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P4.69 Health care seeking behaviour for symptoms of stis/hiv among the transgender in mumbai, india
  1. Mithlesh Chourase
  1. International Institute for Population Sciences (IIPS), Mumbai, Mumbai, India


Introduction Health of the transgender is as important as any other population sub-groups. However, little is known about the issues of health problems and health seeking behaviour of transgender in India. One of the major risk factors for acquisition of HIV and other STIs for MTF transgender persons is Commercial sex workers (CSW). As with HIV infection in this population, it is difficult to ascertain the exact prevalence of CSW in MTF transgender persons.This study is an attempt to assess the health care seeking behaviour of women reporting STIs/HIV symptoms in mumbai, India and to examine the association of background sociodemographic characteristics with Health care seeking behaviour.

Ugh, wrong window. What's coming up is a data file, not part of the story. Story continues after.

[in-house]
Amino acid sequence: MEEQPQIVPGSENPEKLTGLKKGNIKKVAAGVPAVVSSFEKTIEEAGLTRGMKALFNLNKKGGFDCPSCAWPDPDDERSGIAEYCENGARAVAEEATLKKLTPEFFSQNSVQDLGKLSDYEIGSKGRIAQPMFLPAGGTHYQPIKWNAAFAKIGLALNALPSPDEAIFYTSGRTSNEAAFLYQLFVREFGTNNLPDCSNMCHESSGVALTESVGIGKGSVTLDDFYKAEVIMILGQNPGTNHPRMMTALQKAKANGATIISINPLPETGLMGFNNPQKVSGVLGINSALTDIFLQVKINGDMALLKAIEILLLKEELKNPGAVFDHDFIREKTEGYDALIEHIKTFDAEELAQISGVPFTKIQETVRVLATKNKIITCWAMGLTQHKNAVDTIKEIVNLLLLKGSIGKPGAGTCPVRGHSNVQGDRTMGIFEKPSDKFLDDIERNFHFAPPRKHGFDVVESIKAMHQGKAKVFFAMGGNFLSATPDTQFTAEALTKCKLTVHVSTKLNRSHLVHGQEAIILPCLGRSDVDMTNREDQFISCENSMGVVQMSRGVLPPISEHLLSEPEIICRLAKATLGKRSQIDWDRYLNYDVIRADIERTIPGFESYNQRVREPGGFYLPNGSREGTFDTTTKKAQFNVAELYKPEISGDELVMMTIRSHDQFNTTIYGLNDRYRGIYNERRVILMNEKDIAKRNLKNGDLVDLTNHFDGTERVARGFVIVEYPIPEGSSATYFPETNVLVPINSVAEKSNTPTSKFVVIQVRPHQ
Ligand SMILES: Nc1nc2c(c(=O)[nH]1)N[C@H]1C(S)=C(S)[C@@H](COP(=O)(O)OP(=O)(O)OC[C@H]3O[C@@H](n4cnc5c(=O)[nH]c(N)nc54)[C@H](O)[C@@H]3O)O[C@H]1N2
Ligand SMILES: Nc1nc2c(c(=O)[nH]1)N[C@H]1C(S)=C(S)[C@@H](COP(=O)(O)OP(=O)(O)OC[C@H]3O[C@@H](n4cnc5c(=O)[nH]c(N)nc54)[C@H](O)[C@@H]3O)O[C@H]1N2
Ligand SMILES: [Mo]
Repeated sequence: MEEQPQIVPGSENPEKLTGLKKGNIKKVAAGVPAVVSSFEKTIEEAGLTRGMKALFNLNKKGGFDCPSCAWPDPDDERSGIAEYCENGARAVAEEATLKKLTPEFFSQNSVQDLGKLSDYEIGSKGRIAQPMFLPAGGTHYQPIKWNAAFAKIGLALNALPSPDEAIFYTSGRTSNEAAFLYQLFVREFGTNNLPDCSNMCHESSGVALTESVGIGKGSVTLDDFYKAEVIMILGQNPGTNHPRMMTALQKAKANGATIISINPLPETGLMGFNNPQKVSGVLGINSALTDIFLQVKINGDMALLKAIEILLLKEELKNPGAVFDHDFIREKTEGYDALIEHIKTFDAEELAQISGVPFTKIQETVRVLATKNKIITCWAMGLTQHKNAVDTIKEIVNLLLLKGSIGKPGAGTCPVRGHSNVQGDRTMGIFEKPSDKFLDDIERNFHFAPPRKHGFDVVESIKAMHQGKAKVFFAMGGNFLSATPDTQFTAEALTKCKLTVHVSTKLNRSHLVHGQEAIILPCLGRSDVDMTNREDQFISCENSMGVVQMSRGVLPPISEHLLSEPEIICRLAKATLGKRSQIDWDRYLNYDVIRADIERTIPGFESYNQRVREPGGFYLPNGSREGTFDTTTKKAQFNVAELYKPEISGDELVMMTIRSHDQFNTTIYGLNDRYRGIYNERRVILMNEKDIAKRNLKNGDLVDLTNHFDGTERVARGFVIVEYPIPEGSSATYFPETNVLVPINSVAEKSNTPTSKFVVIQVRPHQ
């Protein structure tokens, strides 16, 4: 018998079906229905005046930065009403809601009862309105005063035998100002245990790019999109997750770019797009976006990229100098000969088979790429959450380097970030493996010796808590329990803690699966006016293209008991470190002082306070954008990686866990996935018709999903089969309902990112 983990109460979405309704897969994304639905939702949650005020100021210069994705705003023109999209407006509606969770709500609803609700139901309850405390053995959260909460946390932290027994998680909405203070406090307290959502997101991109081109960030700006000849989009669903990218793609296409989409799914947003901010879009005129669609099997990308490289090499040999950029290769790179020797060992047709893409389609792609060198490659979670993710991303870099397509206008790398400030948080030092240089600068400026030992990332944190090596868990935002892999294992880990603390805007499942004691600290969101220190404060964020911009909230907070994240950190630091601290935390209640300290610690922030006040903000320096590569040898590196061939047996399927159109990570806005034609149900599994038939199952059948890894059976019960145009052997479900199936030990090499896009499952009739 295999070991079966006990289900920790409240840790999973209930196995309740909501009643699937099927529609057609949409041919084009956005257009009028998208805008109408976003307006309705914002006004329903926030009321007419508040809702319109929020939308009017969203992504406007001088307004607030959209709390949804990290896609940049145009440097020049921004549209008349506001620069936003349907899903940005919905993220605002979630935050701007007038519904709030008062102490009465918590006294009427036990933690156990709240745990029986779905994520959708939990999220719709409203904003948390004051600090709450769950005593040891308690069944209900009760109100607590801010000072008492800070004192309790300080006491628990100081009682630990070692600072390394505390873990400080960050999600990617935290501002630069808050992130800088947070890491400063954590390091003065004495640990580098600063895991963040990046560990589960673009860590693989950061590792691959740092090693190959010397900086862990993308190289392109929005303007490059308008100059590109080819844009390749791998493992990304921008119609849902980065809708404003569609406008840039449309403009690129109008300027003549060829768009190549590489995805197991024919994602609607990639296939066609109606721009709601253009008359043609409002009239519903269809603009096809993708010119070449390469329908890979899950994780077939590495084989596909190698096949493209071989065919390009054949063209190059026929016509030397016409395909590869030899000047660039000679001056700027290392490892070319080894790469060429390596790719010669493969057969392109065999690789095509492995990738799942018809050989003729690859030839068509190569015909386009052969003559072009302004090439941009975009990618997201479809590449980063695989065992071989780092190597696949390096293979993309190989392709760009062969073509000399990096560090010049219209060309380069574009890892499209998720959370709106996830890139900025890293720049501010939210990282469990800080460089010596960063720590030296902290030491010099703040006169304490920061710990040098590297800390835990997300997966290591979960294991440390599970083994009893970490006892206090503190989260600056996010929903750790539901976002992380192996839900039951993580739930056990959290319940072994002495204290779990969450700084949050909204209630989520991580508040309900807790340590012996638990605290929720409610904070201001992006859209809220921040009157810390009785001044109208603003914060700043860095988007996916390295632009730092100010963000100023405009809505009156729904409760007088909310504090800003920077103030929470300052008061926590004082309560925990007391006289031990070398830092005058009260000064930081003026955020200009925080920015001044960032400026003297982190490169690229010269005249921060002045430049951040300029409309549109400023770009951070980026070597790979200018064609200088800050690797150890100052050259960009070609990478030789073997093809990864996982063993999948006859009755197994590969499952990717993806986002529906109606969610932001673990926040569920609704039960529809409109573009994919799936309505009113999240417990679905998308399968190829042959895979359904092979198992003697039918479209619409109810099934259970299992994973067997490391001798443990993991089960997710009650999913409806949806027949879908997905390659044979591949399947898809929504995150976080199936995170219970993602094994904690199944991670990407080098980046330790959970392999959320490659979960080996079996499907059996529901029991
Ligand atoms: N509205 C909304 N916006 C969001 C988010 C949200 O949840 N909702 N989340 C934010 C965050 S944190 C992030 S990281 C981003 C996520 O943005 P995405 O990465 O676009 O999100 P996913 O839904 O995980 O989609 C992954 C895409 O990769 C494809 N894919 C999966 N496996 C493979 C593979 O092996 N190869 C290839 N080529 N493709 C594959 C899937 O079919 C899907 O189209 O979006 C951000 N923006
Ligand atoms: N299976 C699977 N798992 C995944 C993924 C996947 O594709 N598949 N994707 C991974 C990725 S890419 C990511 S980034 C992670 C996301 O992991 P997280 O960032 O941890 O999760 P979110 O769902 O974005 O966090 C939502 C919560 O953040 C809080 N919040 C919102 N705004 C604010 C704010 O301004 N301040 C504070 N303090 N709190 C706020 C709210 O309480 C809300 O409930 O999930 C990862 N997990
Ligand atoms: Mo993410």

Methodology The study used the primary survey data conducted in Mumbai city among the transgender community with a total sample of 120. Both qualitative and quantitative data was collected on demographic and socio-economic characteristic, sexual health problems and health seeking behaviour among transgender.

Results Among the transgender, the prevalence of sexual health is very high. In this community 28% and 21.7% of the transgender are suffered from STI and HIV respectively. Among those who suffered from any sexual health problems, 7% of the transgender do not take any treatment. Those who seek treatment for sexual health problems most of them go to government medical institution because of low treatment cost compared to a private institution. On the other hand, those who don’t seek treatment revealed that they don’t prefer to take treatment because of their personal problem or due to shame, high medicine cost and few believe in yoga.

Conclusion Though the majority of transgender heard about STI, the correct knowledge of sexual health transmission is lacking among the transgender. There is a need for increasing awareness regarding STI/HIV and their sequelae. Targeted health education programmes should be necessary to improve health care seeking among transgender.

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